Former MP Paddy Tipping Labour police commissioner candidate

Paddy Tipping Mr Tipping said, if elected, he would be a commissioner for the people

Former MP Paddy Tipping has been named as Labour's candidate to stand as Nottinghamshire's first directly-elected police commissioner.

Mr Tipping, who became MP for Sherwood in 1992, stood down in 2010 after suffering a mild heart attack.

Alan Charles has been named as Derbyshire's candidate and councillor Sarah Russell will represent Labour in Leicestershire.

In Lincolnshire, Deeping St James councillor Phil Dilks has been chosen.


Labour didn't want elected police commissioners, saying they wanted the cost of them to go on frontline policing.

But if the role's going to exist, they want their own candidates in the job.

Internal elections in the East Midlands produced candidates who are all reasonably well-known politicians.

Paddy Tipping spent 18 years in Parliament. The other three in the region had senior roles at their city or county councils.

A lucrative salary - up to £100,000 - is being promised to the winners, which perhaps explains the high-profile names that have come forward so far.

The Conservatives are expected to finalise their candidates in the coming weeks, while the Liberal Democrats are expected to sit out on most of the races.

The commissioners will have the power to choose chief constables and will be expected to hold officers to account.

They will also be tasked with developing strategies to cut crime and deliver an effective and efficient police service.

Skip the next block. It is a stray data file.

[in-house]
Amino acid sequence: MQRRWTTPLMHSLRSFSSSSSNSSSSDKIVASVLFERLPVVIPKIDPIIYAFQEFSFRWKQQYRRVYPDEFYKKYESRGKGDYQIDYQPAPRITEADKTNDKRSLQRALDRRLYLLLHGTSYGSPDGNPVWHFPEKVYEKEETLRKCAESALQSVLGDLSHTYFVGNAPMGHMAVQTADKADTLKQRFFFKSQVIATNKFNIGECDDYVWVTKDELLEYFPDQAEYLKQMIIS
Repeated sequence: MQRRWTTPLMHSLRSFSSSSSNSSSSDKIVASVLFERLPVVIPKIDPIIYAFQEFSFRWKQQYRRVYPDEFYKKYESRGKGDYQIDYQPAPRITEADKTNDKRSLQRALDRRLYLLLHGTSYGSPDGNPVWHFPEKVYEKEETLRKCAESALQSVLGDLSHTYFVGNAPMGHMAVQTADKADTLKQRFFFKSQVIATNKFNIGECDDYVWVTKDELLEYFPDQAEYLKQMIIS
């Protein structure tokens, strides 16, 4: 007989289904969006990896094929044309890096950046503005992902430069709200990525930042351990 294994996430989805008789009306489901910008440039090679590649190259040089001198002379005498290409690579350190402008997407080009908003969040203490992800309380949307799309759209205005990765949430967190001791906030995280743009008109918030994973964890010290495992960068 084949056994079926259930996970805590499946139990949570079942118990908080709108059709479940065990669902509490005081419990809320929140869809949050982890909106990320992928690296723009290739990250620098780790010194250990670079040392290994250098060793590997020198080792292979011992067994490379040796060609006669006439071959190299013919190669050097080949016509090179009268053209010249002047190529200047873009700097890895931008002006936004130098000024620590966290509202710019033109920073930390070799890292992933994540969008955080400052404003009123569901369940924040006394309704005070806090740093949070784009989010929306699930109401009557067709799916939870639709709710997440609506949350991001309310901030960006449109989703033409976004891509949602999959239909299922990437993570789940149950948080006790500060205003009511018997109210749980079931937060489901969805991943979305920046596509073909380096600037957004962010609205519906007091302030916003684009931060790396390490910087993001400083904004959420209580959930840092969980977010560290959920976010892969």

Mr Tipping said it was his aim to become "a people's commissioner - not a police commissioner".

He said: "I won't take a partisan or party political view.

"I'll be listening to people's concerns and taking action to meet the obvious desires that we all have for safer homes communities and streets."

In Lincolnshire, Mr Dilks called the elections "a daft idea", but said he was not prepared to stand aside and leave it to a Tory commissioner, "who would simply be a cheer leader for government cuts".

Mr Dilks said it was wrong to be spending £100m of taxpayers money at a time when government were cutting 16,000 police officers from the streets.

"We need somebody to stand up for Lincolnshire against the cuts," he said.

Voters will go to the polls to elect commissioners in each of the 41 force areas in England and Wales on 15 November.

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